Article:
dplyr 1.0.0: working within rows

Hadley Wickham

This post is the latest in a series of post leading up the the dplyr 1.0.0 release. So far, the series has covered:

Today, I wanted to talk a little bit about the renewed rowwise() function that makes it easy to perform operations “row-by-row”. I’ll show how you can use rowwise() to compute summaries “by row”, talk about how rowwise() is a natural pairing with list-columns, and show a couple of use cases that I think are particularly elegant. You can learn more about all of these topics in vignette("rowwise").

Getting the dev version

If you’re interested in living life on the edge (or trying out anything you see in this blog post), you can install the development version of dplyr with:

devtools::install_github("tidyverse/dplyr")

Note that the development version won’t become 1.0.0 until it’s released, but it has all the same features.

library(dplyr, warn.conflicts = FALSE)

Basic operation

rowwise() works like group_by() in the sense that it doesn’t change what the data looks like; it changes how dplyr verbs operate on the data. Let’s see how this works with a simple example. Here I have some imaginary test results for students in a class:

df <- tibble(
  student_id = 1:4, 
  test1 = 10:13, 
  test2 = 20:23, 
  test3 = 30:33, 
  test4 = 40:43
)
df
#> # A tibble: 4 x 5
#>   student_id test1 test2 test3 test4
#>        <int> <int> <int> <int> <int>
#> 1          1    10    20    30    40
#> 2          2    11    21    31    41
#> 3          3    12    22    32    42
#> 4          4    13    23    33    43

I’d like to be able to compute the mean of the test scores for each student, but mutate() and mean() don’t do what I want:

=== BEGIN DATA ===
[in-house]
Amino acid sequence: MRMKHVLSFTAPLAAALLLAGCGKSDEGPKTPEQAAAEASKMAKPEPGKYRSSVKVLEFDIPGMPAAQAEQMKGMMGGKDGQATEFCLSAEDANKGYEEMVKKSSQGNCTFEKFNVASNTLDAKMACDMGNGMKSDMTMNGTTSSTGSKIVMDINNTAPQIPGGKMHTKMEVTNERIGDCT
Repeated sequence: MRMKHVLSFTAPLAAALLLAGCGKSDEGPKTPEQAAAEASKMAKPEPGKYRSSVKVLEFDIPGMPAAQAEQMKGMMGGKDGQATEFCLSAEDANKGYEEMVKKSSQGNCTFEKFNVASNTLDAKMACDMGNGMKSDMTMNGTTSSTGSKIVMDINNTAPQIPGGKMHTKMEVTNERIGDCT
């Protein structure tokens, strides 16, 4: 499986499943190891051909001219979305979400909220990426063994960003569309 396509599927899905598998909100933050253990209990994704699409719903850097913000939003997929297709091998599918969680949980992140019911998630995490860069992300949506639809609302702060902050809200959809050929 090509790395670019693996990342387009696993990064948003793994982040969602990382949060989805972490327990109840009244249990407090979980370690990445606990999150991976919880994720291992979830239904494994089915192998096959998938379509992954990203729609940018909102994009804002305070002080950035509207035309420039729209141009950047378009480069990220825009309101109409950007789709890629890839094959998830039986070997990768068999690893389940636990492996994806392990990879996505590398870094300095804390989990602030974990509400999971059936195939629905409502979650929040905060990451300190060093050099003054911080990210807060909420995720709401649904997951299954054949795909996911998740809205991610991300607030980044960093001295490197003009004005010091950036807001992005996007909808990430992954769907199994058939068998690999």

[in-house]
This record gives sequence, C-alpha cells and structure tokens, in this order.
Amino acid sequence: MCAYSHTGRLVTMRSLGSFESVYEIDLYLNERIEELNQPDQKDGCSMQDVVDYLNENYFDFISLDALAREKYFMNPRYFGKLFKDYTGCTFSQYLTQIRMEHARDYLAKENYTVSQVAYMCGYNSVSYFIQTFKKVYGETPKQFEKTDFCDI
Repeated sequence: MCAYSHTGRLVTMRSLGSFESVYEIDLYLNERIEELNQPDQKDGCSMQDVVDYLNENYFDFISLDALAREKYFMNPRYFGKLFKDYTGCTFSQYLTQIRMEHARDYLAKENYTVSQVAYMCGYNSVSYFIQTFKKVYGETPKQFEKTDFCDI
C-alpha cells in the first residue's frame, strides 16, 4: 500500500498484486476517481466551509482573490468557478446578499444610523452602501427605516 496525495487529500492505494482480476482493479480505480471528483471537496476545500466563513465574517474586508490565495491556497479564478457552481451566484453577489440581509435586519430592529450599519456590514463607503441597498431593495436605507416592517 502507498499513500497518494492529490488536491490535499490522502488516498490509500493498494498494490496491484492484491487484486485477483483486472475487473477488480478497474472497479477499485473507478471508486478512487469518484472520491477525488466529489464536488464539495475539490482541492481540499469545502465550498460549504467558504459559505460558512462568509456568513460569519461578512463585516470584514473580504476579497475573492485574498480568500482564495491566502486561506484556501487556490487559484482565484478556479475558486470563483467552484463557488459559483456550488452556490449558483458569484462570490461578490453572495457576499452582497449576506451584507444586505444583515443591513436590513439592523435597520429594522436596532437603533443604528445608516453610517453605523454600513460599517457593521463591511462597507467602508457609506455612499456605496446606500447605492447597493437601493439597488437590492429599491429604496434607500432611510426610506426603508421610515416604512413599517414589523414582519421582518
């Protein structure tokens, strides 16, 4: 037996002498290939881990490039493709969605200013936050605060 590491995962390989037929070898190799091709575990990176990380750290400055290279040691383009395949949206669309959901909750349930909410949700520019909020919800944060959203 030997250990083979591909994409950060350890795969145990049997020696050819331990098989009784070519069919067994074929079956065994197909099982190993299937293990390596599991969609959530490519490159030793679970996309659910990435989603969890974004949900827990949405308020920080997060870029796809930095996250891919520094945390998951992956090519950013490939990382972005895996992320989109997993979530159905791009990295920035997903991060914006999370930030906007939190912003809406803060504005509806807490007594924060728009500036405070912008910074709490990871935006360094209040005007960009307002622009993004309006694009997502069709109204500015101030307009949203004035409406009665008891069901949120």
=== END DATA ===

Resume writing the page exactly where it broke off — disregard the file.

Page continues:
df %>% mutate(avg = mean(c(test1, test2, test3, test4)))
#> # A tibble: 4 x 6
#>   student_id test1 test2 test3 test4   avg
#>        <int> <int> <int> <int> <int> <dbl>
#> 1          1    10    20    30    40  26.5
#> 2          2    11    21    31    41  26.5
#> 3          3    12    22    32    42  26.5
#> 4          4    13    23    33    43  26.5

The problem is that I’m getting a mean over the whole data frame, not for each student. I can resolve this problem of getting a mean for each student by creating a “row-wise” data frame with rowwise():

rf <- rowwise(df, student_id)

rowwise() doesn’t need any additional arguments unless you have variables that identify the rows, like student_id here. Much like grouping variables, identifier variables will be automatically preserved when you summarise() the data.

rf
#> # A tibble: 4 x 5
#> # Rowwise:  student_id
#>   student_id test1 test2 test3 test4
#>        <int> <int> <int> <int> <int>
#> 1          1    10    20    30    40
#> 2          2    11    21    31    41
#> 3          3    12    22    32    42
#> 4          4    13    23    33    43

rf looks very similar to df, but behaves very differently:

rf %>% mutate(avg = mean(c(test1, test2, test3, test4)))
#> # A tibble: 4 x 6
#> # Rowwise:  student_id
#>   student_id test1 test2 test3 test4   avg
#>        <int> <int> <int> <int> <int> <dbl>
#> 1          1    10    20    30    40    25
#> 2          2    11    21    31    41    26
#> 3          3    12    22    32    42    27
#> 4          4    13    23    33    43    28

An additional advantage of rowwise() is that it’s paired with c_across(), which works like c() but uses the same tidyselect syntax as across(). That makes it easy to operate on multiple variables:

rf %>% mutate(avg = mean(c_across(starts_with("test"))))
#> # A tibble: 4 x 6
#> # Rowwise:  student_id
#>   student_id test1 test2 test3 test4   avg
#>        <int> <int> <int> <int> <int> <dbl>
#> 1          1    10    20    30    40    25
#> 2          2    11    21    31    41    26